While neck pain (NP) and back pain (BP) are problems common to adults, it is surprising to note that among the younger population, NP and BP are also prrevalent among medical students.
The findings were based on a survey conducted in 2013, by researchers at the Department of Orthopedic Surgery, Spine and Scoliosis Service, at Well Cornell Medical College in New York, and the Department of Orthopedics, Balgrist University Hospital, University of Zurich. Print surveys were directly administered to 221 medical students out of 506 enrolled at accredited medical schools. Of the 221 who received the questionnaire, 210 completed the survey, which represented a completion rate of 96%.
The survey questions were formulated by a mix of fellowship trained orthopedic spine surgeon, a research fellow on orthopedic spine service and a medical student. Anonymity among participants was maintained, while Body Mass Index (BMI) and age were limited to what has been established as risk factors of musculoskeletal pain conditions. Lifestyle of the survey participants were evaluated based on the hours per week spent on studying, sleeping, exercising, walking and sitting.
Results of the survey revealed that 51% or 107 of the 210 students said they experience neck pain, back pain or both. Thirty-five percent (35%) of the 107, disclosed suffering from NP, while 47% reported suffering from BP. The rest, representing 31 %, suffered from both NP and BP.
Analysis of the Survey Results to Determine the Cause of NP and BP Among Medical Students
Results gathered from the survey were said to be a reflection of the highly stressful environment that students face when taking up medical education. Stressful conditions are present from as early as pre-med studies, in light of the competitiveness of medical school admissions. Apparently, the mental and physical demands of medical education courses can cause musculoskeletal pain; to which marital status and older age increased prevalence of musculoskeletal symptoms.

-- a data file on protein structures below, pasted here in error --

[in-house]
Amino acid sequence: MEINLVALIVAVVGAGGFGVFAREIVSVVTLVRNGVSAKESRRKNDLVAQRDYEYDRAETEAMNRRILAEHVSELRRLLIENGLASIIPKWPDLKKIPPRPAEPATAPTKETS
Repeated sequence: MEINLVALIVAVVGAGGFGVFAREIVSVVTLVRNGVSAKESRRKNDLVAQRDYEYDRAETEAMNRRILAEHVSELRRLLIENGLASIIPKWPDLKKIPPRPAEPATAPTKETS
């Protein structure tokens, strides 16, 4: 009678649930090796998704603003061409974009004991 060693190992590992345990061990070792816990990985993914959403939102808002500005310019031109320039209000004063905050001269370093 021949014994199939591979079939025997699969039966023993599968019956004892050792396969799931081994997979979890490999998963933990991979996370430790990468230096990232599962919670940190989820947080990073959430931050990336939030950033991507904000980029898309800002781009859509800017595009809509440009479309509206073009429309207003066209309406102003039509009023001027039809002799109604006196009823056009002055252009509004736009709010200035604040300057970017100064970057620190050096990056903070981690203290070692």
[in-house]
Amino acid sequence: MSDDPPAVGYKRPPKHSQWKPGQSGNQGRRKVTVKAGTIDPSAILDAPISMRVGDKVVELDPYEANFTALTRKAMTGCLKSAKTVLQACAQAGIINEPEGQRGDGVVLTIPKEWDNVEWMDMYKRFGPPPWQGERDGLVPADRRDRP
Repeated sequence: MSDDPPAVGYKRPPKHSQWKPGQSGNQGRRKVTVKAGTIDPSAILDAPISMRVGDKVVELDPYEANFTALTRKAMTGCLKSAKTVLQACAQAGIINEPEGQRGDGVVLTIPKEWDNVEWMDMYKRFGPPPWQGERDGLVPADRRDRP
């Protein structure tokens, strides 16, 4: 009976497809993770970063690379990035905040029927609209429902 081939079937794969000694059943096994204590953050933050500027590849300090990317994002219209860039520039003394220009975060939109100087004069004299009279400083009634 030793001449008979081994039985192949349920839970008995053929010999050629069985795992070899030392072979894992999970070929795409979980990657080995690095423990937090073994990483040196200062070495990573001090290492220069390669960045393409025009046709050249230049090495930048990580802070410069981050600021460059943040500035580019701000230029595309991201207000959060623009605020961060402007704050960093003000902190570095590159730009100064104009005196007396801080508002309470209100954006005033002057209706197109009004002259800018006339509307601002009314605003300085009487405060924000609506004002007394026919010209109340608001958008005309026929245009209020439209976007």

Medical students advancing to the academic level where they have to take the initial phase of the United States Medical Licensing Exams, manifested signs of experiencing the most stress. Stress being related to anxiety over the possible results of said test; being the determinant of their eligibility to apply for specific medical subspecialties. Another notable analysis of the results, is that there was not enough evidence to support a correlation between the number of hours spent sitting, to neck pain and back pain.
Apparently, neck and back pain among medical students were more or less connected with mental stress rather than physical. On a relatively frequent basis, neck pain and back pain are accompanied by headaches. The information gathered can be useful on performing studies about the efficiency of medical students while in a related medical environment. The purpose of which is to work toward the improvement of the musculoskeletal health while undergoing medical training.